Steve Tenbrink arrived shortly thereafter, followed by Graham, Abe Schoener's assistant winemaker. The Tenbrinks own and farm vineyards in three separate zones of Suisun, each with a distinct microclimate determined largely by position relative to the surrounding mountain ranges. The closest vineyard to our location at the winery ran right up to the driveway and stretched back and out on either side. Steve took us into the vineyard and gave us fantastic insight into his farming operation and techniques. He showed and discussed with us his vine-training (lyre, named after the harp-like instrument) system and pruning, even plucking a grape bunch off an overly ambitious vine shoot as we spoke.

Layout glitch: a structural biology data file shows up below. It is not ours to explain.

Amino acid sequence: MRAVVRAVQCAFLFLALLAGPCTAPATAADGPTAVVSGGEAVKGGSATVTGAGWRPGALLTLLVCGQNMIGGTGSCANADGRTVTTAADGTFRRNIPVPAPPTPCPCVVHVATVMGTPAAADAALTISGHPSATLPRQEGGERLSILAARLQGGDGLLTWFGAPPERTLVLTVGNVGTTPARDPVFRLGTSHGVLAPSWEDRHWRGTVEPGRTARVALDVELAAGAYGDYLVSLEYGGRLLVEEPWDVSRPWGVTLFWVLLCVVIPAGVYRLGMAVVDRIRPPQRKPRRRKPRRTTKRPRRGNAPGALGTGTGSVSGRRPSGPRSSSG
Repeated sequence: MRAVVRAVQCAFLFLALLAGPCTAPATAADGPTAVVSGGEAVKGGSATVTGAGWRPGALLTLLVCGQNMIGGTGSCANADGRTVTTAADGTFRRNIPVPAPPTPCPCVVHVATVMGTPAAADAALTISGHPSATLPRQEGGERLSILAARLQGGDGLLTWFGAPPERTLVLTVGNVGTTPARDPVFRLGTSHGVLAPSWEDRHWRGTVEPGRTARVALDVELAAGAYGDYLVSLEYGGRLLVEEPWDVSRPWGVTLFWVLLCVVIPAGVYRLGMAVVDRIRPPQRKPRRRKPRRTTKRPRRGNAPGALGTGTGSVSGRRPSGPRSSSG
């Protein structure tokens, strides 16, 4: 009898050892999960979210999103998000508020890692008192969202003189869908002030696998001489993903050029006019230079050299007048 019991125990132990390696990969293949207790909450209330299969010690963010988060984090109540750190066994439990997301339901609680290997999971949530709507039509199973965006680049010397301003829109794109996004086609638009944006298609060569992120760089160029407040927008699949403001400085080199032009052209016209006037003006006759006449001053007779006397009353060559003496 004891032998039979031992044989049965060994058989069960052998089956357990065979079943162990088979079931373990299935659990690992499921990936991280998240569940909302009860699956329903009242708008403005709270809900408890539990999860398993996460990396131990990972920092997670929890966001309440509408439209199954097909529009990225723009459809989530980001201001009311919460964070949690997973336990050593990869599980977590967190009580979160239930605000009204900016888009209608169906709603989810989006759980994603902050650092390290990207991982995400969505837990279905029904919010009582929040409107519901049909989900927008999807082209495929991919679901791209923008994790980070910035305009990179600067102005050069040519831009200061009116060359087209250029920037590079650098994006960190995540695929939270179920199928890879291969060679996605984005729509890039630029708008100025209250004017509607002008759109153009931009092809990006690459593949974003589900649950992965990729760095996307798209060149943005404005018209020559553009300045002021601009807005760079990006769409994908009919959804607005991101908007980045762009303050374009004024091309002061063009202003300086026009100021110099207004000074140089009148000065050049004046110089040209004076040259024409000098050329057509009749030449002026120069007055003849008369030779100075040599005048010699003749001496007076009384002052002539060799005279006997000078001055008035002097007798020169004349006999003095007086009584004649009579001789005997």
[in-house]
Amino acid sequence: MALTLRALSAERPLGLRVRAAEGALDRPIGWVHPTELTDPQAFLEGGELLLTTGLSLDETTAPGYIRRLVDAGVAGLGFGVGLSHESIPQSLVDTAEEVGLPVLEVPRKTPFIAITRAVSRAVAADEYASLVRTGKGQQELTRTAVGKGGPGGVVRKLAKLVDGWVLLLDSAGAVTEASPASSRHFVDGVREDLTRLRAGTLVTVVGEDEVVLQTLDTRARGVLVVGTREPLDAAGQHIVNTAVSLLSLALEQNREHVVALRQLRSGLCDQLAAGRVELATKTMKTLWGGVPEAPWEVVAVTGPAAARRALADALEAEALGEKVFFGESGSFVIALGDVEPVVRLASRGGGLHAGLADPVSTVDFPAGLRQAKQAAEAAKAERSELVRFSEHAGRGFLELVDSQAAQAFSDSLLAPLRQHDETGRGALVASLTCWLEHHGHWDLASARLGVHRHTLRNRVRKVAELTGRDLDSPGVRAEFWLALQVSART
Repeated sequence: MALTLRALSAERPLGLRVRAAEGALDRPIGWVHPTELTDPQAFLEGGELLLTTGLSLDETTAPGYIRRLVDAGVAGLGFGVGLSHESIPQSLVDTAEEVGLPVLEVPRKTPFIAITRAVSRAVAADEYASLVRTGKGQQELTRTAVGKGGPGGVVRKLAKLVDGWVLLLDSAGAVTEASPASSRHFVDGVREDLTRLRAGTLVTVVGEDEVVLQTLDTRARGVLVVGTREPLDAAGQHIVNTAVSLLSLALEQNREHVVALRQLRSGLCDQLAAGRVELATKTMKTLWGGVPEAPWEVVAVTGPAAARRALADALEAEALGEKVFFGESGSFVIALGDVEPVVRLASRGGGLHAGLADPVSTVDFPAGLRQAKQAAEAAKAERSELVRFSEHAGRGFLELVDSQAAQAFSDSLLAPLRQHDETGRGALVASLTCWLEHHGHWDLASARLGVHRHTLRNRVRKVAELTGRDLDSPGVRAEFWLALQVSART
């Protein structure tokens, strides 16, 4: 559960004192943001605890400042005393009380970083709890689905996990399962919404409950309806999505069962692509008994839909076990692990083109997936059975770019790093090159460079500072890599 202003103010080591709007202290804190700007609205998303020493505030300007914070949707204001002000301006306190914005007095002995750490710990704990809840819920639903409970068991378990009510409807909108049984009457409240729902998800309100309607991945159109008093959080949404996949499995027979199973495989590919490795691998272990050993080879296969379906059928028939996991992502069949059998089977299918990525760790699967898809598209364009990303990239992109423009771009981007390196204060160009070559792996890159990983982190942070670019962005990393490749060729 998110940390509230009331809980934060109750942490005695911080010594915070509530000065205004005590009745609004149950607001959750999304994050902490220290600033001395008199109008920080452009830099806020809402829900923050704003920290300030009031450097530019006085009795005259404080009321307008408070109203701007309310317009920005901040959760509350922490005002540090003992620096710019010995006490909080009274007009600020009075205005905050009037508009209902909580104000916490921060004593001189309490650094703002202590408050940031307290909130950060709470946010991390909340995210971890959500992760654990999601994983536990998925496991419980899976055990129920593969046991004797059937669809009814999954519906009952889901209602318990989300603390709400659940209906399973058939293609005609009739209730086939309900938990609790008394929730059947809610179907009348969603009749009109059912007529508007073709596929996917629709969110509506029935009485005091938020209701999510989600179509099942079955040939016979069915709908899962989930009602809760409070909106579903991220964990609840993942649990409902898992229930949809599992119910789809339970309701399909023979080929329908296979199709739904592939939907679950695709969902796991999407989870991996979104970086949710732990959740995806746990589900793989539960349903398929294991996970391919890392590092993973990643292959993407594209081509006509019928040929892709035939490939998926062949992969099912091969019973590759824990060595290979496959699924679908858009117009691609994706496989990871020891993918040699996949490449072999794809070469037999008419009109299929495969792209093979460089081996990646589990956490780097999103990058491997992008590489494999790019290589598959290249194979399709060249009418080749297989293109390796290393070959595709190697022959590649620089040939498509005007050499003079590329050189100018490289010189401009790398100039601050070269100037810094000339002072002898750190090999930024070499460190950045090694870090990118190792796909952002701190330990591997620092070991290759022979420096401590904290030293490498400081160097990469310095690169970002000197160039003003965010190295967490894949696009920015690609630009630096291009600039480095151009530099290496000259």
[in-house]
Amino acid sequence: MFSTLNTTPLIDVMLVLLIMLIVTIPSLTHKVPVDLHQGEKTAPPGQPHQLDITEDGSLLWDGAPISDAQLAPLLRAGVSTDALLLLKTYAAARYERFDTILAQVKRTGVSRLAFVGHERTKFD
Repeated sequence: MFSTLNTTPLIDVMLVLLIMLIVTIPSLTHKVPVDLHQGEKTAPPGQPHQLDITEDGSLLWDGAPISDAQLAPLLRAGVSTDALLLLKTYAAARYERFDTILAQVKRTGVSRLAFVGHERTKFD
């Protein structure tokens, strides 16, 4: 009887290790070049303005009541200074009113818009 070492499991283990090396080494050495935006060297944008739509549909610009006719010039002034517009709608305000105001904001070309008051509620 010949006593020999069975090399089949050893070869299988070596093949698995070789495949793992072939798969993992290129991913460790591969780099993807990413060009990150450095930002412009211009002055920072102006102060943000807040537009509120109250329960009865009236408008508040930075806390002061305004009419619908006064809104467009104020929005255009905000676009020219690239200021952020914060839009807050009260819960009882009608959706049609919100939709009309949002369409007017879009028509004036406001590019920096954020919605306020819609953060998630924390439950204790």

After vineyard 101, we made our way into the small winery. Graham showed us the winery's two wood fermenters and some vinification equipment and then lead us back to the barrels. Now, many popular wine-country tour stops will invite you into a beautiful house whose atrium opens into a tasting room and walk you up to a marble bar behind which stand winery employees trained to lead you through a tasting of the house bottles for a small fee. Tenbrink had no bottles to open and no bar at which to stand. What we got to do was very special, and I'm still tickled over it. Graham produced a wine thief, a turkey baster-looking object used to siphon wine from the barrel, and proceeded to taste us through eight aging Tenbrink and Scholium wines, all barrel samples. My favorite aspect of the tasting was that some of the wines were clearly not ready for bottling, and displayed really weird characteristics. Tasting these wines as they were growing through their infancy with Graham's commentary gave great insight into the wine-maker's process and offered a rare demonstration of the incomprehensable range of smells and flavors through which one batch of grape juice travels on its way to your glass. The most awkward of the bunch was the 2008 Scholium Project Verdehlo. I mention this because later this same night Becca and I ate dinner at Bouchon, Thomas Keller's bistro in Yountville in Napa Valley, and drank a carafe of the 2007 Verdehlo, which is so different from the 08 barrel sample, you'd never have thought them related at all. Of course, I know they're different vintages, and that accounts for a lot, but the night-and-day difference between the aging and completed wines served as a great show of the magic of the winemaking process.